The Electric Kool-Aid Acid Test tells the tale of Ken Kesey, successful novelist, and his Merry Pranksters, a group of young people (and an older Neal Cassady) who saw themselves as apostles for a religion centered around intake of drugs (Weed and LSD in particular) and a loosely defined spiritualism which incorporated lessons learned from earlier 20th century authors like Herman Hesse and Aldous Huxley.  Those looking for the positives and negatives of this fussy approach to awakening the spirit need go no further than the figure of Kesey himself, who was clearly the Christ figure (and financial sponsor) of this particular movement.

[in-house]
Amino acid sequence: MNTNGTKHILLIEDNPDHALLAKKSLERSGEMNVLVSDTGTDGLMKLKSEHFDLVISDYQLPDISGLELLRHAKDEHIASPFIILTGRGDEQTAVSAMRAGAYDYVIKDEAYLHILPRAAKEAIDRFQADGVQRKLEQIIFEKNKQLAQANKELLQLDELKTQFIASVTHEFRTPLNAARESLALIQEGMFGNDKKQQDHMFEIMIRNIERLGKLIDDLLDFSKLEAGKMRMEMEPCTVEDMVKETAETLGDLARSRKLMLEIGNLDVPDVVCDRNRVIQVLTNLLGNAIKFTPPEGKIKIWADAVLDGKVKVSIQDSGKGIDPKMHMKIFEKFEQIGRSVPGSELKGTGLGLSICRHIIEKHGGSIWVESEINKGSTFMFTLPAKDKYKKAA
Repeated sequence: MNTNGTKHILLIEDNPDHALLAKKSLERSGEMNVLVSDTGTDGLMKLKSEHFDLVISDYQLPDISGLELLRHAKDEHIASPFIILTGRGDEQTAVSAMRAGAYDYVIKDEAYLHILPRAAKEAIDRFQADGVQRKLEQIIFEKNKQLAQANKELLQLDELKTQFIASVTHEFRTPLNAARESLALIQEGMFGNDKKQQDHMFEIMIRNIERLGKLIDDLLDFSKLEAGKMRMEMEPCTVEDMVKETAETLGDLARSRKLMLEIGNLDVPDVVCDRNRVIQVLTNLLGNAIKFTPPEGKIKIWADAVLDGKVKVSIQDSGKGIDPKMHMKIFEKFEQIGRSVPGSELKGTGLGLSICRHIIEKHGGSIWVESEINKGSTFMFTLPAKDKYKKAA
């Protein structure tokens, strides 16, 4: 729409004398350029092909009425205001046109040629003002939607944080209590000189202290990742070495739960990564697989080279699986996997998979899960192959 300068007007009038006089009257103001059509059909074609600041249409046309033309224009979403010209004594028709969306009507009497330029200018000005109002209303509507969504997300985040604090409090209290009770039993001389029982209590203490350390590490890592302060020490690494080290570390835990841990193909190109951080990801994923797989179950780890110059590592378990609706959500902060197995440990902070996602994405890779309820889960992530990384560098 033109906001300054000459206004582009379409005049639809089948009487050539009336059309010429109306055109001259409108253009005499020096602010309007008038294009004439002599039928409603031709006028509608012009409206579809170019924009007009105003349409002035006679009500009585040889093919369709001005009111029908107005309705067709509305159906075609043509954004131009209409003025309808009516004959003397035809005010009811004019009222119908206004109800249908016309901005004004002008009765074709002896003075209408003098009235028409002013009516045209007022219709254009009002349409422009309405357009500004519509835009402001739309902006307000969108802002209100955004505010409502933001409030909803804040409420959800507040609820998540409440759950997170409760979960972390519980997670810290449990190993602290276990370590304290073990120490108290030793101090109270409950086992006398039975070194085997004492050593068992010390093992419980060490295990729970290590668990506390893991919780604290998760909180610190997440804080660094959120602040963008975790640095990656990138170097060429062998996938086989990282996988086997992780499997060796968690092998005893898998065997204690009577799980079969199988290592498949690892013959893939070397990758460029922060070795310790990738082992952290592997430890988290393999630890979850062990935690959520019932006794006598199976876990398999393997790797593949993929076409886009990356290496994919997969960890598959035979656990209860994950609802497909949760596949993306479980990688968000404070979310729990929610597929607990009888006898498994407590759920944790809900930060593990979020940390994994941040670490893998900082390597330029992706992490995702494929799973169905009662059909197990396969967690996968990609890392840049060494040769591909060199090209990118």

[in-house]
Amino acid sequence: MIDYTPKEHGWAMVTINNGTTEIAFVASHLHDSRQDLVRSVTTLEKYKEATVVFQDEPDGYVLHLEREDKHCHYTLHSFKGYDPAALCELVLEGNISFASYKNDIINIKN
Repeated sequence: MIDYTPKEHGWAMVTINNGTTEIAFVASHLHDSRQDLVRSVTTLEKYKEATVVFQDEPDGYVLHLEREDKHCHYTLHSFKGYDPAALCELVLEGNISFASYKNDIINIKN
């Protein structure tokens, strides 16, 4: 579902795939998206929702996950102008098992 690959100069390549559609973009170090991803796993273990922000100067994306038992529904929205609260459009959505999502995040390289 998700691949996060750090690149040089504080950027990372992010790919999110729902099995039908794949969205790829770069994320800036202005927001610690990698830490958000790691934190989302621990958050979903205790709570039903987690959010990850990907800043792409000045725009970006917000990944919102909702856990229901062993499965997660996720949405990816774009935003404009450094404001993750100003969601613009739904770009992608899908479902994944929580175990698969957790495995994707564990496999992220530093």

Kesey was from rural Oregon, son of a well-off builder, who had made his way south after graduating from college to take an MFA (I think) in creative writing at Stanford.  There, he took a succession of odd jobs to pay his way, one of which involved being a test subject for hallucinogenic drugs.  He was smitten by LSD and sought to spread awareness by example.  Eventually, he and the pranksters came up with the ideas of "acid tests" where revelers would take acid and groove to the music of the band that would eventually be called The Grateful Dead.

   As much as my adolescent self was enthralled, as an adult I now see the deep flaws in their vision, not the least of which was Kesey's cowardly flight from prosecution into the wilds of Mexico.  He eventually makes his peace with the law by renouncing acid experimentation and retiring from public life after serving a short jail sentence, revealing himself to be more bourgeois than revolutionary.

Sunday, September 18, 2016